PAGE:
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There's always something to learn about leadership

Archbishop Mark ColeridgeWhen he was installed last week, Archbishop Mark Coleridge of Canberra-Goulburn reflected on the relationship between leaders and those who are led. 'It can't be left to the leader to have all the bright ideas and to make all the best suggestions,' he said, pointing out that he has always done best in situations where others have 'bombarded' him with ideas and suggestions.

After ten years, John Howard is still learning this lesson, with members of the Coalition forced to rebel when it appeared he had not properly listened to them on the proposed amendments to the Immigration Act, a matter of fundamental importance to the nation. Since then, he has performed an about-face in his decision to allow a conscience vote on embryonic stem cell research.

Perhaps this shows a leader finally prepared to listen to the suggestions of those he's leading. Alternatively, it could be just another reading of the political writing on the wall. For there's no doubt he's aware, as Francis Sullivan of Catholic Health Australia points out, that the appeal of the 'well cashed up' science lobby is very emotional.

In this issue of Eureka Street, Brendan Long asks what's become of the enormous confidence of a man in his tenth year of office with a comfortable majority. As Howard grabs the lectern nervously, he knows that no matter what the polls say, the government is hurting over the pain to families from record petrol prices.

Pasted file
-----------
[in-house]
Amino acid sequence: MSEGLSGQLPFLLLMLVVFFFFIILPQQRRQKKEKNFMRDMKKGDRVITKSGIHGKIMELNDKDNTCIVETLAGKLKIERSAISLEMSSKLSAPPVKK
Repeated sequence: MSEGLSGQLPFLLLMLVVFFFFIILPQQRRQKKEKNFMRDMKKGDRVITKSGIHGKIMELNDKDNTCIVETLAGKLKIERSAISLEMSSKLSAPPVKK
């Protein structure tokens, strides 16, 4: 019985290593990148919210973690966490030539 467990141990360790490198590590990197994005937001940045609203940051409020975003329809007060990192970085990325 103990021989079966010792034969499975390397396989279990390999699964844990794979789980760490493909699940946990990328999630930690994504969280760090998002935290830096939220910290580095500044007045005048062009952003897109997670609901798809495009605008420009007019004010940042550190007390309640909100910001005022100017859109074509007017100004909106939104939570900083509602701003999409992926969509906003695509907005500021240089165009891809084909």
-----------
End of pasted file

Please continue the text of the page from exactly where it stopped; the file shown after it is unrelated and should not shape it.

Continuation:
In our feature essay, Brian McCoy suggests that Aboriginal Australians make white settler Australians a bit nervous. He says that Aboriginal people remind the rest of us that we have not yet come to fully settle within this land, and that a part of us really wants to live elsewhere—an idea Mark Byrne also posed a number of months ago on these pages. Dr McCoy says this 'unsettlement' explains our irritation with the original inhabitants, who show no desire to live anywhere but here.

John HowardIn other writing in this issue, Phil Glendening of the Edmund Rice Centre focuses on the immigration issue that has been the source of such vexation for Mr Howard in his tenth year, and examines the human cost of 'sending them home.' Jack Waterford looks at another issue which Mr Howard has explored in the last week, that of what kind of history is being taught in our schools. But Jack raises the question of the history of our near neighbours.

Dr Mihal Greener of Monash University turns her attention to Lebanon, wondering how long the peace may last there, with the combatants still at cross-purposes and a divided international community taking the first steps towards sending a peace-keeping force.

We hope you enjoy this issue of Eureka Street. We thank our old print faithful who have stayed with us, and those who have come onboard in recent months.

Click here to download an MP3 audio file containing a reading of this editorial.



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